Commentary on: Assessing the Value of a Multimedia-Based Aesthetic Curriculum in Plastic Surgery Residency: A Single-Center Pilot Study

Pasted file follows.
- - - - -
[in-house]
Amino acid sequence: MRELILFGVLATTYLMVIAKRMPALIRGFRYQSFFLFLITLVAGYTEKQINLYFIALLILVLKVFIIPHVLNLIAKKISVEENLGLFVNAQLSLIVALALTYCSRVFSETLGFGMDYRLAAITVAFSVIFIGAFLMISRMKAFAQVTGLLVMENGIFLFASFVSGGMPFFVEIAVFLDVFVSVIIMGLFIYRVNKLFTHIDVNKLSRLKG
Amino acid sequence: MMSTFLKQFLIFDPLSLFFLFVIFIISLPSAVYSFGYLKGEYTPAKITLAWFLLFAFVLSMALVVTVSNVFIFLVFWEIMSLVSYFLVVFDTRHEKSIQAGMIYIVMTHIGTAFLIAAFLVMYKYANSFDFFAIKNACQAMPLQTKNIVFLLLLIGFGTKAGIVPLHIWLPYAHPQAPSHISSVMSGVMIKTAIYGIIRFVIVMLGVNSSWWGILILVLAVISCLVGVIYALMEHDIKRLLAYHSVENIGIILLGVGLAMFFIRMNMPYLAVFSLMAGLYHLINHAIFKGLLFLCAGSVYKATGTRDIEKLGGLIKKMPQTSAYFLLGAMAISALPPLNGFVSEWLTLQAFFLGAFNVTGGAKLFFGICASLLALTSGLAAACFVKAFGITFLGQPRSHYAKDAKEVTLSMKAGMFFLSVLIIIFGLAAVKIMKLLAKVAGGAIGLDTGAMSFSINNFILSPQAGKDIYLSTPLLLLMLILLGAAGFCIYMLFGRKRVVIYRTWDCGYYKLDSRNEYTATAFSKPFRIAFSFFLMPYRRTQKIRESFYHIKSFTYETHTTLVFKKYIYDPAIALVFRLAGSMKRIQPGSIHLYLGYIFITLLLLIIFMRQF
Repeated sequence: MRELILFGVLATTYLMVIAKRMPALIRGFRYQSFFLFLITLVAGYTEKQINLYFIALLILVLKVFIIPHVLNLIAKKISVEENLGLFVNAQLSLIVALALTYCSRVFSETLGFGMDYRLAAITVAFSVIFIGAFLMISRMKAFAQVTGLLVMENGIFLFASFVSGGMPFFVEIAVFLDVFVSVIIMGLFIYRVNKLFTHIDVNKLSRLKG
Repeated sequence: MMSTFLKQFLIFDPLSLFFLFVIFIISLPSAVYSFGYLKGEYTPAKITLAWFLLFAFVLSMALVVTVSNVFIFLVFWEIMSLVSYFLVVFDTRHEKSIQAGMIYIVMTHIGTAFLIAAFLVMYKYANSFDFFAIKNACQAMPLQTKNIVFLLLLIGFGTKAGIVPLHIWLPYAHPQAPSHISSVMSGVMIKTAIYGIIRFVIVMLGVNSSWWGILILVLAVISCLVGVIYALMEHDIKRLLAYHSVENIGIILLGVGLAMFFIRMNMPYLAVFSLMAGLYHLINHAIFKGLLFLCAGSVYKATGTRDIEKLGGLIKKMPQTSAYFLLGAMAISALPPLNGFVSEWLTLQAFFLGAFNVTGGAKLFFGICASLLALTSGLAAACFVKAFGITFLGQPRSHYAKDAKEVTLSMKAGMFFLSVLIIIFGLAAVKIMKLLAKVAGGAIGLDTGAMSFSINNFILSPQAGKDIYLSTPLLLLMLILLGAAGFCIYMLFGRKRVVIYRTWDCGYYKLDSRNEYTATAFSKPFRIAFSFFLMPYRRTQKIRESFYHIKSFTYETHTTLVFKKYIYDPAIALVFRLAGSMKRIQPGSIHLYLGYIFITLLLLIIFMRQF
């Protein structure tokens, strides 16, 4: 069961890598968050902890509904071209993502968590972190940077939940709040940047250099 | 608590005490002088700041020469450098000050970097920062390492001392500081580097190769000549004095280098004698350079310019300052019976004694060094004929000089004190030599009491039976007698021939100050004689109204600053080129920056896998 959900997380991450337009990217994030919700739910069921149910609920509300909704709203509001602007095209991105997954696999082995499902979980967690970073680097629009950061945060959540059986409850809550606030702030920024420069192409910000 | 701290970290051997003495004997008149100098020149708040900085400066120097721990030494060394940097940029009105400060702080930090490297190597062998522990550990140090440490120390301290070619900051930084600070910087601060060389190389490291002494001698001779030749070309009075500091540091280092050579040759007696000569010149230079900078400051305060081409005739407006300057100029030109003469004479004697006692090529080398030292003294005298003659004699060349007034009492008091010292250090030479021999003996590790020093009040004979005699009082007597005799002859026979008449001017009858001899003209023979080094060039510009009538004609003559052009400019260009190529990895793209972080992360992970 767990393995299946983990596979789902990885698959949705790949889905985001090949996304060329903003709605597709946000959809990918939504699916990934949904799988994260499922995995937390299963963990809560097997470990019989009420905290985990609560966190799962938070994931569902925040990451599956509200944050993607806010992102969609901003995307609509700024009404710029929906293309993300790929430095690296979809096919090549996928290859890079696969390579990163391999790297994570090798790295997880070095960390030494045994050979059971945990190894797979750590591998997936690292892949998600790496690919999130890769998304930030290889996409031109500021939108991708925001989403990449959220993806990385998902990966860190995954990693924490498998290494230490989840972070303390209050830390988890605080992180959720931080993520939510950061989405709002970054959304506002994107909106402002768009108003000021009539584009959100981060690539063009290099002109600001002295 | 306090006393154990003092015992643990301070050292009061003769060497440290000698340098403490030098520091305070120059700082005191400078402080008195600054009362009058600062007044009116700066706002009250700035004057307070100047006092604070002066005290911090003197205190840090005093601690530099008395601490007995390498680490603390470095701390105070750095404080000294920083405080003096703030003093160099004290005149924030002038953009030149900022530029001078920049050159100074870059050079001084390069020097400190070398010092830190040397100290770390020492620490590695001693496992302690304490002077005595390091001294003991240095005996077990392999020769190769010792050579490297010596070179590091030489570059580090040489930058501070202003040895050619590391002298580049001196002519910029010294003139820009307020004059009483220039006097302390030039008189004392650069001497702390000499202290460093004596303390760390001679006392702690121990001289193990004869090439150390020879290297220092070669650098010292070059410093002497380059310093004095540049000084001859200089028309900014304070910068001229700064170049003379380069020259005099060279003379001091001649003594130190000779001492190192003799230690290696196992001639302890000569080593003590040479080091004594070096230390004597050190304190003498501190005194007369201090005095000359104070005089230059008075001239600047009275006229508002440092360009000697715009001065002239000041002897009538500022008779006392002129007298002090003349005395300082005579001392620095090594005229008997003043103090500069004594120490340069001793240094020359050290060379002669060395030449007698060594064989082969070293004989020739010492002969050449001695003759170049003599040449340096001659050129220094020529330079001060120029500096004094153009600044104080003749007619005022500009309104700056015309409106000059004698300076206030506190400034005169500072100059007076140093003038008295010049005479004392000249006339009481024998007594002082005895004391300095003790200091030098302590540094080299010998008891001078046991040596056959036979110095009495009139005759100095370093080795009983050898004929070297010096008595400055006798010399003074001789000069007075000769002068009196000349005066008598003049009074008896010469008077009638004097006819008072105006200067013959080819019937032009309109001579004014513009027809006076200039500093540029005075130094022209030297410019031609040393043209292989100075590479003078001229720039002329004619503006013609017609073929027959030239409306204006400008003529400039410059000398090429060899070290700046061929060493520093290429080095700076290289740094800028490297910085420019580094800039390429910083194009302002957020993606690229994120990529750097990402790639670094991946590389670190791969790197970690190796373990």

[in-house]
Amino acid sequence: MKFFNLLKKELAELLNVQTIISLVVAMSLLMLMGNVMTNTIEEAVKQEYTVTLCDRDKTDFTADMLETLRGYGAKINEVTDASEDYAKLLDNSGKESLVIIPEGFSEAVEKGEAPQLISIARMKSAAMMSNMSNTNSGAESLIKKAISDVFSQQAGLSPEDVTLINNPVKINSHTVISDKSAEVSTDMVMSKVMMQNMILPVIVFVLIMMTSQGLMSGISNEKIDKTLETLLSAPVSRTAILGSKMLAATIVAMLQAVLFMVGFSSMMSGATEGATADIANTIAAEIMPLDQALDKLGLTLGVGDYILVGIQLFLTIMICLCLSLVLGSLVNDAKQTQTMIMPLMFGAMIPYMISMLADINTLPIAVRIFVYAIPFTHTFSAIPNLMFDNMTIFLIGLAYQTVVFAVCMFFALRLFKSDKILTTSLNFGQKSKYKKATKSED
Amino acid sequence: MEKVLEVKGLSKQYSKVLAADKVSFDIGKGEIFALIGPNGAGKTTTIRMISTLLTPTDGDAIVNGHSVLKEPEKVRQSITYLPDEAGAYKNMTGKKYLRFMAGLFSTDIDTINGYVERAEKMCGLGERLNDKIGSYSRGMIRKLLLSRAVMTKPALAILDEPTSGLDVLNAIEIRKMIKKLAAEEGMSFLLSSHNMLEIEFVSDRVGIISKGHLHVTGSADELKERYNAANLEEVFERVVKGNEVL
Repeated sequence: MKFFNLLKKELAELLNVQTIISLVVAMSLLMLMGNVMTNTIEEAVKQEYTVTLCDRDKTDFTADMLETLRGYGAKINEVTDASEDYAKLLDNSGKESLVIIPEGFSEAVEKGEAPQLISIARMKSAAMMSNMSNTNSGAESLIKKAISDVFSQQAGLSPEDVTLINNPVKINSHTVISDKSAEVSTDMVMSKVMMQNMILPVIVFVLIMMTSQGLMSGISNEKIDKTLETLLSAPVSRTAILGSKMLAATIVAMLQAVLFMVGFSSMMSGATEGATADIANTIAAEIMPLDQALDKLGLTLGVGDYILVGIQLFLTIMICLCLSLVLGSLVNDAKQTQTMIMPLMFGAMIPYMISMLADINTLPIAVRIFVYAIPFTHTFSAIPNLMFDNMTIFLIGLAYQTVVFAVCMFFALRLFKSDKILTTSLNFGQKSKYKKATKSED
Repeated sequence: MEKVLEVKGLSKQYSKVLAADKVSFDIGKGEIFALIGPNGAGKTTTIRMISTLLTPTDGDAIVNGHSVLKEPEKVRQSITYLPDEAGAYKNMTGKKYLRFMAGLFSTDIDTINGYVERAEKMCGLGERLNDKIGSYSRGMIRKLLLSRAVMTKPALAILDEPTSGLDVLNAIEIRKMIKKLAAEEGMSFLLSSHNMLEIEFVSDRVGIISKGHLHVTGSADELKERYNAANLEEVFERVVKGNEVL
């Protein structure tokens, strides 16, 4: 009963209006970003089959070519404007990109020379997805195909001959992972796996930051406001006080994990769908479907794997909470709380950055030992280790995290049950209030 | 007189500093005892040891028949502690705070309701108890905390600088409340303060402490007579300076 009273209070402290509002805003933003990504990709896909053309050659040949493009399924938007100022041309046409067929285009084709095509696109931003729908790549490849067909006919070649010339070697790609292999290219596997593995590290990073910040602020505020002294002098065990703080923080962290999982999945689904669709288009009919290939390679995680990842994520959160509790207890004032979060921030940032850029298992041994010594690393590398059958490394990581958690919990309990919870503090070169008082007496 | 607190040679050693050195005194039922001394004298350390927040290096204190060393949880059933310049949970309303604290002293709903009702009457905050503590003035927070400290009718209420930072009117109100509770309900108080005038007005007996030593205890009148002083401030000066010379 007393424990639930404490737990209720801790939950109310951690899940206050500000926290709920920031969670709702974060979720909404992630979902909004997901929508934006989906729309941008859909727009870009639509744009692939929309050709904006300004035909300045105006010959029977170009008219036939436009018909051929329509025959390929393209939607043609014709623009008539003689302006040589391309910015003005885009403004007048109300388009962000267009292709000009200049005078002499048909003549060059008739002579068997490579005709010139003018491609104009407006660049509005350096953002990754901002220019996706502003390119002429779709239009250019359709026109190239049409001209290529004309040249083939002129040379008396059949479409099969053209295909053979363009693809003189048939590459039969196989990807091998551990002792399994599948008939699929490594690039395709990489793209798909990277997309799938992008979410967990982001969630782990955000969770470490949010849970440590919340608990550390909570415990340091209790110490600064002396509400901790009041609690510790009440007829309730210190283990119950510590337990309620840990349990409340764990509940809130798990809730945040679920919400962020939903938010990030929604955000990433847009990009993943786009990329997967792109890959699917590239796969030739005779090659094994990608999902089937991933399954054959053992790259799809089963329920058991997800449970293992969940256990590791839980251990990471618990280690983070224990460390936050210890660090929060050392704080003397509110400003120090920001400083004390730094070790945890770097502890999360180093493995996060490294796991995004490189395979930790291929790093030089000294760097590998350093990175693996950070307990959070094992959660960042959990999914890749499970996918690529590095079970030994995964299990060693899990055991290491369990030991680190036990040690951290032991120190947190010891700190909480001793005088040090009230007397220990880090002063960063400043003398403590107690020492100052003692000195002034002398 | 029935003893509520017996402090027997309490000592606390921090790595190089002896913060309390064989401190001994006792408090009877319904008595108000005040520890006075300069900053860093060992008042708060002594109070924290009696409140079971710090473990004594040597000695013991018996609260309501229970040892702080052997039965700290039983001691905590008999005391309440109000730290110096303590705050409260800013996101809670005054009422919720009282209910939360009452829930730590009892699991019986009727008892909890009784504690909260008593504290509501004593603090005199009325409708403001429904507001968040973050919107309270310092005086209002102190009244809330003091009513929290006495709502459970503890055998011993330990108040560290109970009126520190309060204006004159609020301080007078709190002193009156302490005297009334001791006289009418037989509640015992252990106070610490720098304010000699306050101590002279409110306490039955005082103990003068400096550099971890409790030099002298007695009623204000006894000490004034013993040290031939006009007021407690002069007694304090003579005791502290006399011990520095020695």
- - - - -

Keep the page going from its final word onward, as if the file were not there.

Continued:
Commentary on: Assessing the Value of a Multimedia-Based Aesthetic Curriculum in Plastic Surgery... In their pilot study, David et al present the impact of an 8-week multimedia-based aesthetic curriculum at a single institution using journal articles and the RADAR education resource sponsored by the American Society for Aesthetic Plastic Surgery (ASAPS).1 All residents except the senior author were included. Pre- and post-intervention surveys evaluated the impact of the learning modules on resident perspectives and confidence. The authors found significant increases in confidence with performing procedures and a high level of interest in incorporating such a learning module in their residency. Plastic surgery is known for being the field of creativity and innovation, and it should come as no surprise that plastic surgery education is staying at the forefront of advances of surgical education with new technologies such as RADAR. Other advances include surgical simulation, video analysis, and decision-making tools.2 As the authors astutely note, the Halstedian model of surgical education with direct patient care and participation in surgery is the most effective way to instill competence in trainees—and this is the premise for modern plastic surgery residency and ASAPS aesthetic fellowships.3 But as more programs move towards an integrated model of training with less general surgery and more dedicated plastic surgery time, educators will need to develop new and innovative ways to train residents in a graduated way. The pilot study is a great example of how a simple, thoughtful curriculum can help meet shortcomings in a training program’s curriculum. The authors point out that the average time spent by residents in this study on an aesthetic surgery rotation was 1.65 months with a median of 0 months. Based on the distribution of aesthetic procedures and numbers performed, the majority of residents in the pilot study has not spent a significant amount of time actually doing clinical aesthetic surgery. Hence, the findings of the study—that such a multimedia module is interesting and effective—may be true for more junior residents, as the authors also show the more senior residents, who have done more aesthetic surgery, are more confident. Variability in aesthetic surgery exposure across training programs and access to resident cosmetic clinics, for example, will impact the generalizability of such a module and how it could be received at other programs. Graduated responsibility with surgical and nonsurgical procedures has been described elsewhere.4–6 It is unclear how much the time span was between module conclusion and procedures performed that led to increased confidence with aesthetic procedures. It seems intuitive that preparation for cases would enhance confidence in the operating room. The authors point out that the curriculum was a single 8-week intervention, and it is unclear how the module could be formally integrated into the residency curriculum. One could imagine that the same module repeated over 6 years could have diminishing levels of interest and return on time invested. This brings up one of the biggest challenges in aesthetic surgery education: how do we as educators in academic centers, ASAPS, and this prestigious journal provide learners with content that is relevant, current, interesting, and also presented in a novel way? As the study suggests, plastic surgery residents cannot be “lumped” into one big cohort with uniform educational levels and needs. We would argue that it would be akin to making the mistake of assuming that the competency and confidence of a plastic surgeon in his or her first year of practice would be the same as one who nears retirement. Gaps in knowledge evolve and change not just with progression in career, but also with the advent of new technologies and advances in the issues we address as plastic surgeons. Social media have become powerful tools for dissemination of information; accessibility and immediacy of content have never been greater. RADAR has been a one such platform to help bridge the gap for many academic institutions, as seen in this pilot study and at our own institution. But, patients and even practicing plastic surgeons increasingly turn to platforms such as Instagram, Twitter, and Facebook for educational content. Videos and advanced multimedia such as virtual reality and simulation are the evolution of text and simple 2D photographs. The challenge for us will be to develop rich, high-quality educational content that is readily accessible and level appropriate for all plastic surgeons in training or in practice. We applaud the authors, ASAPS, and the Aesthetic Surgery Journal for relentless efforts to develop and advance the highest levels of aesthetic surgery education. Disclosures The authors declared no potential conflicts of interest with respect to the research, authorship, and publication of this article. Funding The authors received no financial support for the research, authorship, and publication of this article. REFERENCES 1. David JA, Rifkin WJ, Saadeh PB, Sinno S. Assessing the value of a multimedia-based aesthetic curriculum in plastic surgery residency: a single-center pilot study. Aesthet Surg J . 2018. doi: 10.1093/asj/sjy110. [Epub ahead of print] 2. Khansa I, Janis JE. Maximizing technological resources in plastic surgery resident education. J Craniofac Surg . 2015; 26( 8): 2264- 2269. Google Scholar CrossRef Search ADS PubMed  3. Linder SA, Mele JA3rd, Capozzi A. Teaching aesthetic surgery at the resident level. Aesthetic Plast Surg . 1996; 20( 4): 351- 354. Google Scholar CrossRef Search ADS PubMed  4. Qureshi AA, Parikh RP, Myckatyn TM, Tenenbaum MM. Resident cosmetic clinic: practice patterns, safety, and outcomes at an academic plastic surgery institution. Aesthet Surg J . 2016; 36( 9): NP273- NP280. Google Scholar CrossRef Search ADS PubMed  5. Weissler JM, Carney MJ, Yan C, Percec I. The value of a resident aesthetic clinic: a 7-year institutional review and survey of the chief resident experience. Aesthet Surg J . 2017; 37( 10): 1188- 1198. Google Scholar CrossRef Search ADS PubMed  6. Qureshi AA, Parikh RP, Sharma K, Myckatyn TM, Tenenbaum MM. Nonsurgical facial rejuvenation: outcomes and safety of neuromodulator and soft-tissue filler procedures performed in a resident cosmetic clinic. Aesthetic Plast Surg . 2017; 41( 5): 1177- 1183. Google Scholar CrossRef Search ADS PubMed  © 2018 The American Society for Aesthetic Plastic Surgery, Inc. Reprints and permission: journals.permissions@oup.com This article is published and distributed under the terms of the Oxford University Press, Standard Journals Publication Model (https://academic.oup.com/journals/pages/about_us/legal/notices) http://www.deepdyve.com/assets/images/DeepDyve-Logo-lg.png Aesthetic Surgery Journal Oxford University Press